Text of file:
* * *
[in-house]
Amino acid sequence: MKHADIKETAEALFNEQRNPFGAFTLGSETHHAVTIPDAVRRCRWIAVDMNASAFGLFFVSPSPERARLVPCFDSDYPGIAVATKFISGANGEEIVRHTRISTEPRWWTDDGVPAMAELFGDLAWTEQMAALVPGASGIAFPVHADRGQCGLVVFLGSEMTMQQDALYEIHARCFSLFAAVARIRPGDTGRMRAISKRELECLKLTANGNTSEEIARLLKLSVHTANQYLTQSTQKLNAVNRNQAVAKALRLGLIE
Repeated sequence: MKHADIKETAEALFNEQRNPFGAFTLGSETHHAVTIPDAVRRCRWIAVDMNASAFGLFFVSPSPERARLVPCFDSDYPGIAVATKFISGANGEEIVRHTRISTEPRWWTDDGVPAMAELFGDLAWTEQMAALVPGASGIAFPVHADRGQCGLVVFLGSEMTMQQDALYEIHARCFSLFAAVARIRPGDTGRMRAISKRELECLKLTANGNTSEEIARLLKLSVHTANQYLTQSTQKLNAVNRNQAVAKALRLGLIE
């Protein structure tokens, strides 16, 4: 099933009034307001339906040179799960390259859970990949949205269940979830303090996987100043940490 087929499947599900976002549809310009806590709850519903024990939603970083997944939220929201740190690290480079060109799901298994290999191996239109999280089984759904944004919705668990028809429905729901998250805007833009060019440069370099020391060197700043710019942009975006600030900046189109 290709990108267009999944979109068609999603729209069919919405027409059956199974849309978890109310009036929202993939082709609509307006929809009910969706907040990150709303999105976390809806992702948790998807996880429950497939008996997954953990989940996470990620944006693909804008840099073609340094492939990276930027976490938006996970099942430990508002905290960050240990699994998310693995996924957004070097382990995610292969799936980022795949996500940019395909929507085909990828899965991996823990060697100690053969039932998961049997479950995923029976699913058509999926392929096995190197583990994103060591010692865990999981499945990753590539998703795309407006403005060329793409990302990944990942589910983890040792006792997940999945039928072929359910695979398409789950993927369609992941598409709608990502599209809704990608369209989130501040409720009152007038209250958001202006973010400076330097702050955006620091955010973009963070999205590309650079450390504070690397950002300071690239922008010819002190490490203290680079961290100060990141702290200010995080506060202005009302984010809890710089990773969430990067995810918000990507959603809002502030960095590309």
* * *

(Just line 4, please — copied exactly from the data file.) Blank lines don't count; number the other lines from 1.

């Protein structure tokens, strides 16, 4: 099933009034307001339906040179799960390259859970990949949205269940979830303090996987100043940490 087929499947599900976002549809310009806590709850519903024990939603970083997944939220929201740190690290480079060109799901298994290999191996239109999280089984759904944004919705668990028809429905729901998250805007833009060019440069370099020391060197700043710019942009975006600030900046189109 290709990108267009999944979109068609999603729209069919919405027409059956199974849309978890109310009036929202993939082709609509307006929809009910969706907040990150709303999105976390809806992702948790998807996880429950497939008996997954953990989940996470990620944006693909804008840099073609340094492939990276930027976490938006996970099942430990508002905290960050240990699994998310693995996924957004070097382990995610292969799936980022795949996500940019395909929507085909990828899965991996823990060697100690053969039932998961049997479950995923029976699913058509999926392929096995190197583990994103060591010692865990999981499945990753590539998703795309407006403005060329793409990302990944990942589910983890040792006792997940999945039928072929359910695979398409789950993927369609992941598409709608990502599209809704990608369209989130501040409720009152007038209250958001202006973010400076330097702050955006620091955010973009963070999205590309650079450390504070690397950002300071690239922008010819002190490490203290680079961290100060990141702290200010995080506060202005009302984010809890710089990773969430990067995810918000990507959603809002502030960095590309």